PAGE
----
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See The Good



The number one thing I’ve learned during this crazy year is; in just about any circumstance YOU HAVE TO SEE THE GOOD. I know, hot take right? Never heard that before. In my opinion it’s almost become such a cliche to say, that we seem to have lost the true understanding of what that really means.  It seems like everywhere we look these days, there is constant negativity: how the world is going to end if Trump gets re-elected, people attacking each other on the internet, or how we’re all going to die from covid. I believe that seeing these things so regularly diminishes our sense of hope and changes the way we think and interact with the world on a day to day basis. You start to see and think about things in a worst case scenario negative feedback loop. With that understanding I have recently been making a conscious effort to see the good. See the good in people, see the good in yourself, see the good in the small things. It can be the smallest positive interactions that can influence our mood and change the way we think about everything for the rest of the day. How can you live your fullest and happiest life when you’re viewing everything through a cynical lens? I mean I’m not saying it’s easy, but even when it seems like nothing is going right and everything is going to shit, I bet most of the time if you look hard enough you’ll find something good. That’s not to say to completely ignore the bad. There can be value and lessons from those experiences as well, but be aware of the impact it can have on your mindset. It’s all about how you receive and interpret information. Are you going to assume the worst of someone? Or are you going to give them the benefit of the doubt? It’s a conscious decision that we make probably way more times in a day than we realize, and like a lot of things your mindset runs on momentum. The more often you choose to see the good the easier it gets and eventually it’s just second nature.

There are a few key experiences that have led me to this realization. First off, earlier this year I had quit my job to go racing full time for the summer and was interested in finding a new career path. I had been at this job for 10 plus years and when it was time to go, I couldn’t get out of there fast enough.  Funny enough once returned home from racing, I ended up temporarily back at my old job while awaiting thumb surgery. As the first couple weeks went on I started to recognize all of the things I missed about working there. It felt like 5 years earlier when I was the guy that got excited when I was asked to work late. I was so caught up in the “grass is greener” mentality that I completely overlooked all of the things I actually enjoyed about my job.  I think we have all probably fallen into something like that at some level. Buying a new car or even something as small as getting a new pair of shoes, for it to bring us a very short lived joy and next thing you know, it's just the new norm. We get so wrapped up in always looking for that next thing instead of embracing all of the good around us. It seems kind of inevitable though, as racers and athletes that’s how we are programmed. Always trying to find that half a second a lap or trying to hit that tricky rutted corner a little cleaner the next lap. Always searching for that next thing that can make us a little bit better. It can be a great mindset to have. For me it’s how I have lived most of my life, forming a good work ethic and leading me to a fairly accomplished life so far. But what is the point of accomplishing things if you won’t let them bring you joy for more than 5 minutes or even enjoy the process of working towards them? I think there can be benefits to both ways of thinking, but it’s difficult to balance when to strive for more, and when to be content and grateful for what you already have.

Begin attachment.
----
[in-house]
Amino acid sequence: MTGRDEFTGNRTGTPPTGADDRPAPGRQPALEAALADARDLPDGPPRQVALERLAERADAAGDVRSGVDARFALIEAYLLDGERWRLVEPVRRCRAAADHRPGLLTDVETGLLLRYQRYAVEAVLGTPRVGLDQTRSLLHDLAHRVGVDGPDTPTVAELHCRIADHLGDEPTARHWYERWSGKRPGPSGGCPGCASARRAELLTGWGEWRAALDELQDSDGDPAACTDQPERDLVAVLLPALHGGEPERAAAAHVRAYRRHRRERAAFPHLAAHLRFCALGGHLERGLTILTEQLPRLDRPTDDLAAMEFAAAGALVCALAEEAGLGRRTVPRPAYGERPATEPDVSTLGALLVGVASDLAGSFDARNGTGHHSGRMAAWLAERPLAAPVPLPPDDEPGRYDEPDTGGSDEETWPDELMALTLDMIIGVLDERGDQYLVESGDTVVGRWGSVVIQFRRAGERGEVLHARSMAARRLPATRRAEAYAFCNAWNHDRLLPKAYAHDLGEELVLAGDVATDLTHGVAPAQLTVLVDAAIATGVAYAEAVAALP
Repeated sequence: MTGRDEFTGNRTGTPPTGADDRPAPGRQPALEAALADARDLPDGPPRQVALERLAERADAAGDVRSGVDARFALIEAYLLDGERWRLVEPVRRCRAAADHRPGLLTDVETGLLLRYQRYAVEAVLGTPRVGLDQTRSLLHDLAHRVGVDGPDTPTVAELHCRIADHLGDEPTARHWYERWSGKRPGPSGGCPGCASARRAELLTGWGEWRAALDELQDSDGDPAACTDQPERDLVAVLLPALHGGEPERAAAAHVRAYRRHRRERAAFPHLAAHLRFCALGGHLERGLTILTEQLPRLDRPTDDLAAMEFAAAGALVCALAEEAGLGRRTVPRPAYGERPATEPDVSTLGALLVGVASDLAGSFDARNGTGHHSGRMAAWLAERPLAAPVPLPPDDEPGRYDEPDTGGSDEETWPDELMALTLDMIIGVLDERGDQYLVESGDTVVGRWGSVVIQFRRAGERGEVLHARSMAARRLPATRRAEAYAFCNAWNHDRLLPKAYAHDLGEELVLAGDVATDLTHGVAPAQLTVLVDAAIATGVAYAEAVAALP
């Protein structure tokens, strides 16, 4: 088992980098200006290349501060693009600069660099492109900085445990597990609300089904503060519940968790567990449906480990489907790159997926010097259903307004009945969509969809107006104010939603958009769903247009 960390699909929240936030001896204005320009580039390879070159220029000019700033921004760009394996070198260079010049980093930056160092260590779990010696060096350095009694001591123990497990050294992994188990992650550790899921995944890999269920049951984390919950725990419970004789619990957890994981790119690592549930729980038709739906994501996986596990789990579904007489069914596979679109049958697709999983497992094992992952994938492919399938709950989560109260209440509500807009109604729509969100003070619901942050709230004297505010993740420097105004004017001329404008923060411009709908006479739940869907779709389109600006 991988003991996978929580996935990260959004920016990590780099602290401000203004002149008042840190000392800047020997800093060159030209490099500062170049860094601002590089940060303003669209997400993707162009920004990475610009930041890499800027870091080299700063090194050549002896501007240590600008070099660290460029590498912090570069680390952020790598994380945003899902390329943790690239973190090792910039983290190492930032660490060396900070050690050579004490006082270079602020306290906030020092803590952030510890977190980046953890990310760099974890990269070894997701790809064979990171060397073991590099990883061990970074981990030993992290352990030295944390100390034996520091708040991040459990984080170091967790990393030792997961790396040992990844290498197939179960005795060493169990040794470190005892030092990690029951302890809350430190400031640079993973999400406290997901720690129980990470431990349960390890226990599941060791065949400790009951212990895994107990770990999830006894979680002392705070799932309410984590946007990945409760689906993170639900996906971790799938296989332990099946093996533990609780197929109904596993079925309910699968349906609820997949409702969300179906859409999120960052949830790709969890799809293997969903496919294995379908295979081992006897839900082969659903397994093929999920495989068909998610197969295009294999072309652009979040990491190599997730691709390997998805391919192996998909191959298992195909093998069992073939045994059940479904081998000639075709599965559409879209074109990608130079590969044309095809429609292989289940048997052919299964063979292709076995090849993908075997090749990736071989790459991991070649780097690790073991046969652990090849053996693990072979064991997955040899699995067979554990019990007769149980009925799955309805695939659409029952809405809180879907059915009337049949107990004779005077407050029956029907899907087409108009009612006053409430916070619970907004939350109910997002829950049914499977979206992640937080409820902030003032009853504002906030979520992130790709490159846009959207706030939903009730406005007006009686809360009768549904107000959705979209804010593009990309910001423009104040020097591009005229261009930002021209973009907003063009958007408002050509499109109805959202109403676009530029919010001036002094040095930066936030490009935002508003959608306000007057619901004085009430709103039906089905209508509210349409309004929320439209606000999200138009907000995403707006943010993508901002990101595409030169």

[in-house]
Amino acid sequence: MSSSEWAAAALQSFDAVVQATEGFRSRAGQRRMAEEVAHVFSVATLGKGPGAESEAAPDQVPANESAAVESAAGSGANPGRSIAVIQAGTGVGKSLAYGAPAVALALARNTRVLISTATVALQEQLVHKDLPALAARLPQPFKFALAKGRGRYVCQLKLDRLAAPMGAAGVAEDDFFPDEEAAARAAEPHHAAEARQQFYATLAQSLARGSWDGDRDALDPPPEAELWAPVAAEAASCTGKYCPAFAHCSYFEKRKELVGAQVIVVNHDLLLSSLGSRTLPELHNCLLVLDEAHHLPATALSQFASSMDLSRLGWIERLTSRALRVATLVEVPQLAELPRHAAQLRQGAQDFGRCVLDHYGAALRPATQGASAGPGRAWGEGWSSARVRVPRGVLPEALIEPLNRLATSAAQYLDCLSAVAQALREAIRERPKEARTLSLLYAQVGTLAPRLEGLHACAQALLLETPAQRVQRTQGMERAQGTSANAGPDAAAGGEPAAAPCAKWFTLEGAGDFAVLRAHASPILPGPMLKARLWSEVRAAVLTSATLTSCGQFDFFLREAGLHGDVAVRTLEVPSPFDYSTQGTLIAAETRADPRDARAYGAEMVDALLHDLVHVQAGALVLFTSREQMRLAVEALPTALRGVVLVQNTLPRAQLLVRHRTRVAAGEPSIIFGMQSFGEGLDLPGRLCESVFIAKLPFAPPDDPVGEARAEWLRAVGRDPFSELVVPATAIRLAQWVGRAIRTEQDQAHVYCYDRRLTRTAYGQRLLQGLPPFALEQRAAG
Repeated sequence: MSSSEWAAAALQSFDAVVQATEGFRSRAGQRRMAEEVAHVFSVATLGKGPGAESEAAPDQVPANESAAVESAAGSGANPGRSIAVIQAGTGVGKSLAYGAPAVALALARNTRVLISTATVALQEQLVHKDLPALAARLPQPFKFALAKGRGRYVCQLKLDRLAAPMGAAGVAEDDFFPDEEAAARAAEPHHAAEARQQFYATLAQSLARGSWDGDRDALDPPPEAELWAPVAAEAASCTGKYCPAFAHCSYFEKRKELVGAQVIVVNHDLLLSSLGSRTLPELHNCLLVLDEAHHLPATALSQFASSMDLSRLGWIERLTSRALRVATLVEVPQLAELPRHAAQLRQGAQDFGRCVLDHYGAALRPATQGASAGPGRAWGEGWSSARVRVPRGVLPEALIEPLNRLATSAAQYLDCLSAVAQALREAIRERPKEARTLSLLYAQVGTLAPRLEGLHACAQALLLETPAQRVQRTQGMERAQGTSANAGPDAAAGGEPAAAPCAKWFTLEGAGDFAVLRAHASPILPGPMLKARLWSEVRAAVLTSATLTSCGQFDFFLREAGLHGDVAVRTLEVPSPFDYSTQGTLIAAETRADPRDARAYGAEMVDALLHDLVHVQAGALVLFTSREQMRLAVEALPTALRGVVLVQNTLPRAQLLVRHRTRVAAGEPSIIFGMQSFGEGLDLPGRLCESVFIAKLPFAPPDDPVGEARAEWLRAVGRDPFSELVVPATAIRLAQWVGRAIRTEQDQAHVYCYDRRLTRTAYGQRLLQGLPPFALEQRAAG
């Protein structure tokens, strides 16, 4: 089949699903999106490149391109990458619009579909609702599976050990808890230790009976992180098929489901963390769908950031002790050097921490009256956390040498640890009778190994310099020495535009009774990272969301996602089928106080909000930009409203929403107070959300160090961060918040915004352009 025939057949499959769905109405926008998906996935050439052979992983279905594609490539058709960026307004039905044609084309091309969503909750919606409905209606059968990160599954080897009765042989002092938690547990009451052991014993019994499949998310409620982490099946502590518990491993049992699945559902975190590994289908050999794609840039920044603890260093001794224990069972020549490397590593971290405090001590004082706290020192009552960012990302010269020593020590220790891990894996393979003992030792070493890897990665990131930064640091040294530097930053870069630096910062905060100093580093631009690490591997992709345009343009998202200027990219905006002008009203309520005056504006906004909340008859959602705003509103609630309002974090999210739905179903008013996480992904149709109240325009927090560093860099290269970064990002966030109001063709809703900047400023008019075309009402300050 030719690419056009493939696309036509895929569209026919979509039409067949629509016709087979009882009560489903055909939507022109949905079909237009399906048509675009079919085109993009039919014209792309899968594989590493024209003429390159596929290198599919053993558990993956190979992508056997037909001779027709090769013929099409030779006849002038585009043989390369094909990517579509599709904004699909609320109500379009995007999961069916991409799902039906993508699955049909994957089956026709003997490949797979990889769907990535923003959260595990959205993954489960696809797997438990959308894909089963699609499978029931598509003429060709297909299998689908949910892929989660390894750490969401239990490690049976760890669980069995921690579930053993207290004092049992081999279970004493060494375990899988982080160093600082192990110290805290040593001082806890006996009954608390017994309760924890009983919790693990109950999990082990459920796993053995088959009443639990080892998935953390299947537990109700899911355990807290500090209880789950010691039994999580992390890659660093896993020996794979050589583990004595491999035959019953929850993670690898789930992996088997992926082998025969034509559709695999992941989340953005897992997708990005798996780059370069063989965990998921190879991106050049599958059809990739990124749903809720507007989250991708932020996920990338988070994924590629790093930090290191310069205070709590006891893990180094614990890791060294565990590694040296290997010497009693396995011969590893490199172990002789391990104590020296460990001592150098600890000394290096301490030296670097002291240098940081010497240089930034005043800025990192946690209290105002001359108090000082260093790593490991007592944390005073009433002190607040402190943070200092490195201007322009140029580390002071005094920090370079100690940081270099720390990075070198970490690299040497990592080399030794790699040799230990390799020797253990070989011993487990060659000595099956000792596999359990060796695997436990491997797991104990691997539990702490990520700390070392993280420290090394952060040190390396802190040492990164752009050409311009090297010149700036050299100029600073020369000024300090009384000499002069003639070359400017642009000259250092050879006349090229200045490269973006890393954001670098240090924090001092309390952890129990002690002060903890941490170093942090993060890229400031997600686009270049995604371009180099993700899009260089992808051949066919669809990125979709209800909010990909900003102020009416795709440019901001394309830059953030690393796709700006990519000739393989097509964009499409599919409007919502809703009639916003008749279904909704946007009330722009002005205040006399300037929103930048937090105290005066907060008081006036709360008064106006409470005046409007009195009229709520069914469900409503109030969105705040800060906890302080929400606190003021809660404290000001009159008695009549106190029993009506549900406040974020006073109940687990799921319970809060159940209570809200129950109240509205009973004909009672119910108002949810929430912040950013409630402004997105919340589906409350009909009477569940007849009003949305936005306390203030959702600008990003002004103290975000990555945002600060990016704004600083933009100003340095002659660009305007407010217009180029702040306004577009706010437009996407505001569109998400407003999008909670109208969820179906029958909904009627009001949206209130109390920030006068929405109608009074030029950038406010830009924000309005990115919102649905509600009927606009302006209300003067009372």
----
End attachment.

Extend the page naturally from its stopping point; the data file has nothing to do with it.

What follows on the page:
By far, my biggest influence on this way of thinking, isn't just something I’ve learned this year, but something that has taken me my whole life up until this point to really unpack. This has shaped me more as a person than anything else ever could. My brother, my hero, Parker, the most inspiring person I know. When I was 3, Parker was born with Cerebral Palsy. Although I was much too young to understand what was happening at the time, I watched my brother grow from then on, into the incredible young man he is today. Anyone that knows Parker, knows that he is always laughing and is the happiest guy in the room (except when the Flames lose). Parker always sees the good and never has anything to complain about. Think about that for a second… nobody I know closely has had a harder life, and yet he is the most positive, happy person I know. He chooses to see the good everyday. All he wants to be able to do is the simplest tasks that we all bitch about everyday. Like anyone, I know he has his bad days, but he is able to pick himself back up very quickly. He looks at the positive instead of dwelling on the negative. Yes everyone has very different circumstances, we all have different struggles, we’re all going to have days where we feel like the world is crumbling around us, but at the end of the day we can’t lose sight of all the great things we have to live for. That sense of hope, that’s what Parker has taught me. 

If there is anything we wish to achieve with Bent Methods, it is to have a positive impact on peoples lives. So if there is any experience that you wish to share with our community, drop us an email to bentmethods@gmail.com and we will feature it on a segment of See The Good. 

Thanks for reading,

Jared Petruska


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